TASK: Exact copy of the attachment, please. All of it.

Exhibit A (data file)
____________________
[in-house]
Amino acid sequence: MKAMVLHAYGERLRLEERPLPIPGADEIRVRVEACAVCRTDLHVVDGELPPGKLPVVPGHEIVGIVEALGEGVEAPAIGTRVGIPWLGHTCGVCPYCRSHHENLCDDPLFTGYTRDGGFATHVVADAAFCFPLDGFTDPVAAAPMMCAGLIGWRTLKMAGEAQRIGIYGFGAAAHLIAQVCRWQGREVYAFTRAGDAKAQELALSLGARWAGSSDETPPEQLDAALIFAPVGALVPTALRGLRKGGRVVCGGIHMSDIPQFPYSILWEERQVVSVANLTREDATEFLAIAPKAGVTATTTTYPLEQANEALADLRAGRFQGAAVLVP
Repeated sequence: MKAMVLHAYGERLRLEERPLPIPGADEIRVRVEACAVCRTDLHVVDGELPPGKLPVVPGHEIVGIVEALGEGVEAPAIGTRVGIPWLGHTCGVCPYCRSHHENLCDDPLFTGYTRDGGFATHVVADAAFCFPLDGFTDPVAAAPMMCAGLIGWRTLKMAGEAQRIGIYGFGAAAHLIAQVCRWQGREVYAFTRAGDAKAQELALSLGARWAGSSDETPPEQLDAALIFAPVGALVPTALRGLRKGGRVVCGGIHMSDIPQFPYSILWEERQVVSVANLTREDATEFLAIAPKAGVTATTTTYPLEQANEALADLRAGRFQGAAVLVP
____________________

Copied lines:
[in-house]
Amino acid sequence: MKAMVLHAYGERLRLEERPLPIPGADEIRVRVEACAVCRTDLHVVDGELPPGKLPVVPGHEIVGIVEALGEGVEAPAIGTRVGIPWLGHTCGVCPYCRSHHENLCDDPLFTGYTRDGGFATHVVADAAFCFPLDGFTDPVAAAPMMCAGLIGWRTLKMAGEAQRIGIYGFGAAAHLIAQVCRWQGREVYAFTRAGDAKAQELALSLGARWAGSSDETPPEQLDAALIFAPVGALVPTALRGLRKGGRVVCGGIHMSDIPQFPYSILWEERQVVSVANLTREDATEFLAIAPKAGVTATTTTYPLEQANEALADLRAGRFQGAAVLVP
Repeated sequence: MKAMVLHAYGERLRLEERPLPIPGADEIRVRVEACAVCRTDLHVVDGELPPGKLPVVPGHEIVGIVEALGEGVEAPAIGTRVGIPWLGHTCGVCPYCRSHHENLCDDPLFTGYTRDGGFATHVVADAAFCFPLDGFTDPVAAAPMMCAGLIGWRTLKMAGEAQRIGIYGFGAAAHLIAQVCRWQGREVYAFTRAGDAKAQELALSLGARWAGSSDETPPEQLDAALIFAPVGALVPTALRGLRKGGRVVCGGIHMSDIPQFPYSILWEERQVVSVANLTREDATEFLAIAPKAGVTATTTTYPLEQANEALADLRAGRFQGAAVLVP